Up to five gunmen, reportedly dressed as members of the Afghan National Defense and Security Forces (ANDSF), kidnapped two professors Sunday night in the Afghan capital of Kabul — one from the United States and the other from Australia.
The two foreigners have been identified by CNN as lecturers at the American University of Afghanistan.
“Two foreign professors, one American and the other Australian, were abducted at gunpoint from Dar-ul-Aman Road in the center of Kabul city,” Sediq Sediqqi, a spokesman for the Afghan Interior Ministry, told Agence France-Presse (AFP).
Afghan authorities are reportedly searching for the victims.
TOLO News reports:
No group has yet claimed responsibility for the kidnapping, but kidnapping-for-ransom has increased in Afghanistan in the past couple of months…
Sources told TOLOnews that the American citizen, named Kiven King, has worked at the university for the past two years. However, there is no information about the identity of the Australian citizen who is believed to have arrived in Kabul two weeks ago.
Citing Sediqqi, the Associated Press (AP) reports that the two professors were abducted Sunday night from their SUV by up to five gunmen wearing Afghan military uniforms.
The victims were traveling between the institution and their residence on a main road close to the American University of Afghanistan, revealed the Afghan spokesman.
The U.S. and Australian embassies in Kabul have reportedly confirmed the kidnappings, adding that they could not elaborate further due to privacy and safety considerations.
“U.S. Embassy security officials are working closely with Afghan law enforcement and security colleagues and AUAF to assist in the investigation into the kidnapping,” said the American consulate in a statement, referring to the American University of Afghanistan, reports AP.
“We continue to advise Australians not to travel to Afghanistan because of the extremely dangerous security situation, including the serious threat of kidnapping,” added Australia’s Department of Foreign Affairs and Trade, also in a statement, reports Reuters.
Sunday’s kidnappings came soon after a watchdog agency appointed by the U.S. Congress warned that security conditions continue to deteriorate across Afghanistan, particularly in Kabul.
In its latest quarterly report to Congress, the Special Inspector General for Afghanistan Reconstruction (SIGAR) said:
According to DOD [U.S. Department of Defense], the capital city experienced 10 high-profile attacks between December 1, 2015, and May 20, 2016, with 50 others across the rest of Afghanistan. This represents a 41% decrease in high-profile attacks in Kabul compared to 26 during the same period a year earlier…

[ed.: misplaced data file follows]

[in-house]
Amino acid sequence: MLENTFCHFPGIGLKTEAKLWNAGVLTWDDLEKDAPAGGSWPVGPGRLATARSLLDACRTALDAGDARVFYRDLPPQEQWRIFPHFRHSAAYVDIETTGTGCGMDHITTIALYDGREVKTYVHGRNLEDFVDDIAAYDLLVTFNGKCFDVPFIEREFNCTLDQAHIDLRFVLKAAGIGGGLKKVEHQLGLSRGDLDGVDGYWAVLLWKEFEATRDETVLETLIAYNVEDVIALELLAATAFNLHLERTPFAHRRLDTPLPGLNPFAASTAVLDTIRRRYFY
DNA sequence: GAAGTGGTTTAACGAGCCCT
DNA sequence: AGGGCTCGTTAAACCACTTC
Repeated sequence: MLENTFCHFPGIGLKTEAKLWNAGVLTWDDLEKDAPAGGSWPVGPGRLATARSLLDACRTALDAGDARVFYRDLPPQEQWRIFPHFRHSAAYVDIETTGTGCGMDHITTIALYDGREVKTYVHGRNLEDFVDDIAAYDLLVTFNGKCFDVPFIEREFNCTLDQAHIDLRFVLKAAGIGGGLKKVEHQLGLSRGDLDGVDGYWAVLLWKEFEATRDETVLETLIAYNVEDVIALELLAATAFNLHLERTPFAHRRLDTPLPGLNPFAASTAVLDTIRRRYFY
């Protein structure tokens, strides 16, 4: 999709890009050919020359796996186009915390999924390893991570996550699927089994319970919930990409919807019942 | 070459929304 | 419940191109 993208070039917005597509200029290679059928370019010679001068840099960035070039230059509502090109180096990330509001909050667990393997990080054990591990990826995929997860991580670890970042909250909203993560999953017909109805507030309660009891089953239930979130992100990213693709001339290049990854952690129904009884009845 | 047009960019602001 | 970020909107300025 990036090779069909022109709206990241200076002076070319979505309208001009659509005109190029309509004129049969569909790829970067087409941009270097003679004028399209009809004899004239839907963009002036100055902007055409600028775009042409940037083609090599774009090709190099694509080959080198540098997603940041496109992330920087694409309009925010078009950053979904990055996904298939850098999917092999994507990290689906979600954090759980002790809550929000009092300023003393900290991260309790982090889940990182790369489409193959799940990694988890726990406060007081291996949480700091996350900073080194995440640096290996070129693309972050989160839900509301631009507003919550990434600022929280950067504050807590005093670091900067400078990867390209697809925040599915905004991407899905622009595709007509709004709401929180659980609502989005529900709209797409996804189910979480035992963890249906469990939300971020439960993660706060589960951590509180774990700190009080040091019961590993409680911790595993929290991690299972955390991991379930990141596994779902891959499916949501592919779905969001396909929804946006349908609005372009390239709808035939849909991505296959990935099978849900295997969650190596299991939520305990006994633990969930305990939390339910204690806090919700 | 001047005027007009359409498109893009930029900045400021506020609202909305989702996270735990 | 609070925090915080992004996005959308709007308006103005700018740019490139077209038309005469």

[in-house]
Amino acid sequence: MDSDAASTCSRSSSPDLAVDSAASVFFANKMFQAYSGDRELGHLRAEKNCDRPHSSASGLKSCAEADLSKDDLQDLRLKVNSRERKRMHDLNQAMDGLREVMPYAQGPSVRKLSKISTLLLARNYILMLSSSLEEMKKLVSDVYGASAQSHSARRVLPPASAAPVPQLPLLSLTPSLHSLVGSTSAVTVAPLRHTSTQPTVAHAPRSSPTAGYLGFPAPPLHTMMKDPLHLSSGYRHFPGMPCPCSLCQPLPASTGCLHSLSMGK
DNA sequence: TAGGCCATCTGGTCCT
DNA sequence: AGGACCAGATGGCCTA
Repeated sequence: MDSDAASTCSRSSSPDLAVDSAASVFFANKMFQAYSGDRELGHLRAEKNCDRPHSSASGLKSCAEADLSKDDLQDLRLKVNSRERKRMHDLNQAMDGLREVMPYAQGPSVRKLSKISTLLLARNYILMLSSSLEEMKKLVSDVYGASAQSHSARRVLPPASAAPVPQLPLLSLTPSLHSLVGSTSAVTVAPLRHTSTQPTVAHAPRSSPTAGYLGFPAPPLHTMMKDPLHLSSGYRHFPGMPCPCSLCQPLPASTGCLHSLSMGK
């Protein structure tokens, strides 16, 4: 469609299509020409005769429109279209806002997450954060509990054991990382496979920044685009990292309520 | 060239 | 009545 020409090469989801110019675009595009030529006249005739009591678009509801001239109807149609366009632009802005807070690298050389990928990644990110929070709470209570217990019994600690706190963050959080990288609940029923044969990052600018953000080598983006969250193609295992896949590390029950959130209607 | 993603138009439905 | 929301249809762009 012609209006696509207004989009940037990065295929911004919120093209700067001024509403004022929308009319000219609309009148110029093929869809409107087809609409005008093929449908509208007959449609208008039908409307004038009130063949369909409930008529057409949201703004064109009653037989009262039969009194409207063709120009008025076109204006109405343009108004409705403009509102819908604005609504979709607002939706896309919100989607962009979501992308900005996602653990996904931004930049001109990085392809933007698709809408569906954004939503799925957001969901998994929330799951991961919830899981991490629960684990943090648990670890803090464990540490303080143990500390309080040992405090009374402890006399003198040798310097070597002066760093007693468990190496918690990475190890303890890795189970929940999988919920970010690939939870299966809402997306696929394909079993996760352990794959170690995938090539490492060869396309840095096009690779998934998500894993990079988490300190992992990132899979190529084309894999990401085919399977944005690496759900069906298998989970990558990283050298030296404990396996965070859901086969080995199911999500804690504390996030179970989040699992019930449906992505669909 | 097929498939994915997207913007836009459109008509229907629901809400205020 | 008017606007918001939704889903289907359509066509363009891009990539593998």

A sign of the growing insecurity in Kabul are the increasing number of concrete blast walls that surround government buildings, foreign embassies, companies, and the homes of wealthy residents.
The U.S. Embassy in Kabul has been warning Americans against travel to Afghanistan.
Travel to all areas of Afghanistan remains unsafe due to the ongoing risk of kidnapping, hostage taking, military combat operations, landmines, banditry, armed rivalry between political and tribal groups, militant attacks, direct and indirect fire, suicide bombings, and insurgent attacks, including attacks using vehicle-borne or other improvised explosive devices (IED).
Late last month, the Islamic State (ISIS/ISIL) branch in the country (IS-KP/ISIL-K) claimed responsibility for the deadliest attack in Kabul of the nearly 15-year-old Afghanistan war, which killed 80 people and injured another 231.
Kaama Press (KP) reports:
The abductions [of the two professors] came almost three weeks after the security forces rescued a female Indian aid worker who was kidnapped from Kabul city earlier in June.
In the meantime a group of Western tourists, including three Americans, was attacked by Taliban fighters while driving in a convoy across rural western Afghanistan three days ago.
Five of the visitors were injured but all were safely evacuated to nearby Herat.
Two other foreigners, from Germany and the Netherlands, were taken from the same neighborhood [in Kabul as the Indian aid worker] in separate incidents last year.
Those two foreigners, both of them women, were eventually released unharmed, with police saying the kidnappings were most likely motivated by money.
In June, police began advising foreigners living in the capital that they should travel with guards or avoid leaving their homes.